How to buy the right GPS navigation device for the holidays

    Consumer Reports News: December 07, 2007 10:39 AM

    The holidays have seen a wave of new portable GPS navigation devices coming to market, with sales fueled by significant discounts. Flip through your Sunday newspaper or do a quick Google Product search, and it becomes clear that prices have plummeted from levels of "personal indulgence" to lower costs that actually make these products affordable this season.

    Before rushing to the store with a sales flyer in hand to make a quick purchase, we suggest doing a little research to ensure you get the right product. With a basic understanding of the available features, and quick checking of our ratings (available to online subscribers), you can make an informed purchase that will get you where you want to go and possibly entertain you on the way.

    We recommend focusing on how well the system works for navigation, using the ratings to prioritize controls, guidance features, and map database coverage, over fun, nonessential extras. It is easy to be drawn in by MP3 playback and Bluetooth abilities, but simple controls, easy interface, clear display, and long battery life are likely more important.

    For gifting, there are basic units, such as the TomTom One, that provide all the basic guidance tools in an appealing, affordable package. But don't assume all low-cost units are created equal. While their features may sound comparable on their packaging, elements like display and control interface may differ significantly.

    Other key considerations:

    Text-to-speech capability. A system that speaks street names rather than says simply "turn left" can reduce the need to take your eyes off the road to scan the on-screen map. This feature is seldom found on the lowest-cost units.

    Avoiding traffic. A system with traffic-reporting capability can be helpful if you travel frequently in congested cities that have good traffic-monitoring coverage. Between the map and detour functions, the system can help you to route around traffic-slowing problems. Most units require a subscription service and some need an external receiver. (The recently evaluated Navigon 5100 provides free traffic service.)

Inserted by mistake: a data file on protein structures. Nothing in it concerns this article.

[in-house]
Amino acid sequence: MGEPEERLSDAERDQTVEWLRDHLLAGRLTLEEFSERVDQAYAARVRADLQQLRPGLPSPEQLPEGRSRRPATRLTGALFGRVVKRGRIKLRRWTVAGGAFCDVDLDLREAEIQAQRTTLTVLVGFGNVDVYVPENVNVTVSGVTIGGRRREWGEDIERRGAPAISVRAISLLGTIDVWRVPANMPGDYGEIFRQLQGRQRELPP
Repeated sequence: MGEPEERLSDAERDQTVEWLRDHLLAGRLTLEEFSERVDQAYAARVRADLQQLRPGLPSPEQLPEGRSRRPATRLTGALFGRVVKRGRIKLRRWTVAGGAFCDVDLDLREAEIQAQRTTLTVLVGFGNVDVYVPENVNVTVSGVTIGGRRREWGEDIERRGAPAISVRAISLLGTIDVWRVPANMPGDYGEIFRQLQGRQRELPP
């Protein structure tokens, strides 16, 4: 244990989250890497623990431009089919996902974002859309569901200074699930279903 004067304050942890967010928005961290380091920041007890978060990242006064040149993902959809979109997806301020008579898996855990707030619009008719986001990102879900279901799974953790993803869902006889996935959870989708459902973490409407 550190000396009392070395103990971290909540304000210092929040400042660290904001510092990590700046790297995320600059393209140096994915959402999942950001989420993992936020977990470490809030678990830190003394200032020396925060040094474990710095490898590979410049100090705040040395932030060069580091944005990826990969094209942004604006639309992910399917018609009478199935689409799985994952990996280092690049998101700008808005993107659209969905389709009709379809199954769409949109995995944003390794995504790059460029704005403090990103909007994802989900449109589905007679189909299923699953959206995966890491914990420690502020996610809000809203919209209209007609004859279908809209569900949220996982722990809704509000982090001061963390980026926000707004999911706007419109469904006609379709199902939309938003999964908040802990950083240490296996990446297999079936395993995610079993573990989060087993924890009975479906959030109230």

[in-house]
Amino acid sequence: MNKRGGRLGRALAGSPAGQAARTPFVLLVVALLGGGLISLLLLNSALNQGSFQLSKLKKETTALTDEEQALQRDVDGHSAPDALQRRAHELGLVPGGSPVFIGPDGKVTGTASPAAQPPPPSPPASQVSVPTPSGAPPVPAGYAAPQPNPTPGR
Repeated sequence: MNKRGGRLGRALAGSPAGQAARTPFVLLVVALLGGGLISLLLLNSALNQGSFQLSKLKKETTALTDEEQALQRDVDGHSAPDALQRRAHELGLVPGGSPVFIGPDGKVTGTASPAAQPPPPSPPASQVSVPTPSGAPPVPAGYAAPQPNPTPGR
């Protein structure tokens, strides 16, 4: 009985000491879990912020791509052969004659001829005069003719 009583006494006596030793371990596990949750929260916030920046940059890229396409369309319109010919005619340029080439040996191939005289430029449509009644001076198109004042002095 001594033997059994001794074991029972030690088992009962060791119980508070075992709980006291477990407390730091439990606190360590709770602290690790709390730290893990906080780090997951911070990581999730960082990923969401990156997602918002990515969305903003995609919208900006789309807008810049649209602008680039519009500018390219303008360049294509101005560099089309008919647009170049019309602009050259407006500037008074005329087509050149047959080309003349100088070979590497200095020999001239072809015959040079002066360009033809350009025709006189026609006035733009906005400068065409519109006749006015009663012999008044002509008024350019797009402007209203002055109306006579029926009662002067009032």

Infotainment. A full-featured model can effectively upgrade an older car with features like Bluetooth hands-free telephone capability, MP3 player, an iPod connection, and an FM transmitter. Of course, if you have late-model car with Bluetooth and an MP3-compatible stereo, these features may be redundant. Don't pay for something you already have or don't need.

    Travel gear. If you travel outside the United States, consider a premium unit that offers maps for navigating overseas. Be aware, additional maps can add significant cost, upwards of $300. Most will serve the U.S. and Canada right out of the box.

    Screen size matters. Often for just $50 more, you may be able to buy a comparable unit with a wider screen. For frequent use, the larger display can provide broader map views, bigger touch-screen buttons, and easier-to-read street names.

    Mounting. Most models mount to your windshield using a suction cup attached to either a ball-in-socket, rigid, or gooseneck-type arm. We find the rigid arms are better at holding the units in place, especially over bumps. (Note: Windshield mounting is prohibited in California and Minnesota.)

    Price. With the holidays fast approaching, there are deals to be had on many GPS units. We have found prices have dropped $100, $200, and even more on devices we have bought in the past month for testing. Be sure to scan online to ensure you are getting the best price and all available rebates. Also look for price-reduction guarantees, in case the price lowers shortly after you make the purchase.

    Jim Travers and Jeff Bartlett

    For more information on portable GPS navigation systems, see our Ratings and buying advice and watch our video guide. Discuss GPS devices in the forums.

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